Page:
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Terry_Reeves

Andy

 

Many thanks for your contribution.

 

TR

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stiletto_33853

Welcome Terry,

 

You will find casualty lists in the 8th Rifle Brigade's diary, although over time it has proved not to be 100% accurate unsurprisingly and searching the CWGC site leads to an even bigger difference, the numbers have always been underestimated. With regard to the material I have amassed over the years on this action it is at your disposal should you need it.

 

Andy

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MBrockway
Posted (edited)

Here's a link to the detailed thread Andy and I pulled together to commemorate centenary of the July 1915 Liquid Fire attack at Hooge:

14th (Light) Division - Hooge Liquid Fire attack & later actions

 

This topic includes links to all the other topics covering Tubby Clayton, Toc H, Gilbert Talbot, Sidney Woodroffe (the first Kitchener VC) etc. already mentioned.

 

Pal bob lembke, mentioned obliquely above, whose father was in one of the German Pionier flamethrower units (though not actually at Hooge 1915) has recently added further interesting material there.

 

It's definitely the place to start!

 

8/RB bore the brunt of the flammenwerfer attack being only 15-20' away from the German front line.  7/KRRC were to their right.  Flammenwerfer were used against them but with much less impact.  No Man's Land widened to a more typical separation in their frontage.

 

Mark

 

 

Edited by MBrockway

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MBrockway
20 hours ago, The Prussian said:

The first attack was february 26, 1915 in the "Bois de Malancourt". 

 

I have a vague recollection of earlier use on the Eastern Front?  Or am I getting confused with gas?

 

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The Prussian
Posted (edited)

Hello Mark!

The Garde-Reserve-Pionier-Regiment fought in 1917 in Russia and Gallicia too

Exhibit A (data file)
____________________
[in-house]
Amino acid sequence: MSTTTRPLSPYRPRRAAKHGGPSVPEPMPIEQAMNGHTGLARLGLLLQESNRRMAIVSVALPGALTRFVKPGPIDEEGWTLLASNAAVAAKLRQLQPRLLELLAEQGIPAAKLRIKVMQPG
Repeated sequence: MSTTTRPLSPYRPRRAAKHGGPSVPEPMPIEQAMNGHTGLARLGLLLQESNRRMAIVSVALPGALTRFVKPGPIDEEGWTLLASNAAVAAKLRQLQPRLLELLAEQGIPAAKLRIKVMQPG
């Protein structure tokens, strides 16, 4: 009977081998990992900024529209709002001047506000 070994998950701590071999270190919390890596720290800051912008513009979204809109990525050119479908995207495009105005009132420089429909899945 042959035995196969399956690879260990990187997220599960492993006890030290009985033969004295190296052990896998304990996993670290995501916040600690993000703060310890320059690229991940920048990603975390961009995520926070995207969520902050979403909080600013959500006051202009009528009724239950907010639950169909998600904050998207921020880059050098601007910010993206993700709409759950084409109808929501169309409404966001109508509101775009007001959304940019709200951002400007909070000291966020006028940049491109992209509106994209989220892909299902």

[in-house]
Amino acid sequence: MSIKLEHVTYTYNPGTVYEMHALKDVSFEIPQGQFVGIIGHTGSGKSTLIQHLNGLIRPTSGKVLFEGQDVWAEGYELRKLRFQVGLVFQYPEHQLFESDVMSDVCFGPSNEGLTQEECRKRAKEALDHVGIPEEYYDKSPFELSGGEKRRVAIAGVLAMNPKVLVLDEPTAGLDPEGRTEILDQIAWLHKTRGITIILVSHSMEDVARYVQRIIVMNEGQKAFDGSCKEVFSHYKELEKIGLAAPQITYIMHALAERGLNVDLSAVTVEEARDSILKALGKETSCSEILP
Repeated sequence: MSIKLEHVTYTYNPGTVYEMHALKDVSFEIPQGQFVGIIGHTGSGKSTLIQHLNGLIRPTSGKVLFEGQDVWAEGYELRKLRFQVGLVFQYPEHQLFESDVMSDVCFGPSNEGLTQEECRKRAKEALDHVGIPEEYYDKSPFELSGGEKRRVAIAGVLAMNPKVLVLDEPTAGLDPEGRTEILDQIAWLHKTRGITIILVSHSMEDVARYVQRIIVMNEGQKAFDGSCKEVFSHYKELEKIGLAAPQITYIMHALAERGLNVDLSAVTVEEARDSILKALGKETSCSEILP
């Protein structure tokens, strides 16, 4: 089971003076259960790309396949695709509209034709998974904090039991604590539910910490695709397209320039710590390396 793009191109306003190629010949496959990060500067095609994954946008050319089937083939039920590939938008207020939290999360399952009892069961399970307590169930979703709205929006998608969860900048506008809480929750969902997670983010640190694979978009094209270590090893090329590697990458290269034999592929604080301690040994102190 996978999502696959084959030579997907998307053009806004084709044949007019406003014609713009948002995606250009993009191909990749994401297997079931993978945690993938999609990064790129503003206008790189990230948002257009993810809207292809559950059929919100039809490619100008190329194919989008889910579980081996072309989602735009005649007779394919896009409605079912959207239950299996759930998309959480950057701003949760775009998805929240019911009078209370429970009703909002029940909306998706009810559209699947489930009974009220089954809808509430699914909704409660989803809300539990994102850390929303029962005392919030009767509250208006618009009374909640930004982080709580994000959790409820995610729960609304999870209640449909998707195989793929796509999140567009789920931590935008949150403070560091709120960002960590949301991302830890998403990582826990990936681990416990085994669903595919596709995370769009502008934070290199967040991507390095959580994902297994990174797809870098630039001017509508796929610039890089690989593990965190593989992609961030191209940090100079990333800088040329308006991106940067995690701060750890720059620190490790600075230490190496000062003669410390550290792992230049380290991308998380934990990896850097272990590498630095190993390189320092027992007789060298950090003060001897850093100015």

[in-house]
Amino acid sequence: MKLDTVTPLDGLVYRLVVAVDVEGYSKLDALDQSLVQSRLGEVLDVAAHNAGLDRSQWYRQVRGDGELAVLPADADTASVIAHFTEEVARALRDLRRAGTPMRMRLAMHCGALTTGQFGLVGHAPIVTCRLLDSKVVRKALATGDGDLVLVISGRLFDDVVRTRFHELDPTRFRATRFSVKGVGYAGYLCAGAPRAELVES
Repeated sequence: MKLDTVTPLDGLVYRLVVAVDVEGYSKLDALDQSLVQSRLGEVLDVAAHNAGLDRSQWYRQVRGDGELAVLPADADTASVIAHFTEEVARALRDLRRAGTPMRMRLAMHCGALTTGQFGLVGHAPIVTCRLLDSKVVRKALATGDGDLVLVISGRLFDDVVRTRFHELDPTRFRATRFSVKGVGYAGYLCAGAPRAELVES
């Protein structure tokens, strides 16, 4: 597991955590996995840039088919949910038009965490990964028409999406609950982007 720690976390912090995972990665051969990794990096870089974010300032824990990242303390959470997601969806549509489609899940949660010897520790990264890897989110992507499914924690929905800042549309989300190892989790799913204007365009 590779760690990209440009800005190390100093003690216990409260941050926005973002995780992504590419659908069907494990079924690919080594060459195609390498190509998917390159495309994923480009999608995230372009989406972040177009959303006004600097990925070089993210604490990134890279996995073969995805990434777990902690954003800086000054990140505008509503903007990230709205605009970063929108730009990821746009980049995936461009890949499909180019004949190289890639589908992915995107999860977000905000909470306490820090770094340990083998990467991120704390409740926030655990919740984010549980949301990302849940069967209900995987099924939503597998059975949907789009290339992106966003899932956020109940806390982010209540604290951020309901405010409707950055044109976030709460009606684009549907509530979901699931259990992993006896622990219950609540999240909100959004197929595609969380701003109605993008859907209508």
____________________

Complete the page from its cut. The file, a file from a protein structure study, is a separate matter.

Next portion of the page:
Garde-Res.Pi.Rgt. (Flammenwerfer, Totenkopf).JPG

Edited by The Prussian

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Terry_Reeves
45 minutes ago, MBrockway said:

Here's a link to the detailed thread Andy and I pulled together to commemorate centenary of the July 1915 Liquid Fire attack at Hooge:

14th (Light) Division - Hooge Liquid Fire attack & later actions

 

This topic includes links to all the other topics covering Tubby Clayton, Toc H, Gilbert Talbot, Sidney Woodroffe (the first Kitchener VC) etc. already mentioned.

 

Pal bob lembke, mentioned obliquely above, whose father was in one of the German Pionier flamethrower units (though not actually at Hooge 1915) has recently added further interesting material there.

 

It's definitely the place to start!

 

8/RB bore the brunt of the flammenwerfer attack being only 15-20' away from the German front line.  7/KRRC were to their right.  Flammenwerfer were used against them but with much less impact.  No Man's Land widened to a more typical separation in their frontage.

 

Mark

 

 

Mark

Thanks for you input. I have done some back ground work, including the very interesting thread you have provided a link to. I also have a fair amount of information about German army and its tactical deployment of these devices, although any information is welcome.

 

The main point of my post is to determine the number of times the weapon was used against the BEF and how effective a weapon it was, hence my request for war diary entries.   Much has been said about these weapons, and the British army and the press made an issue over it, although the latter may have been for propaganda purposes.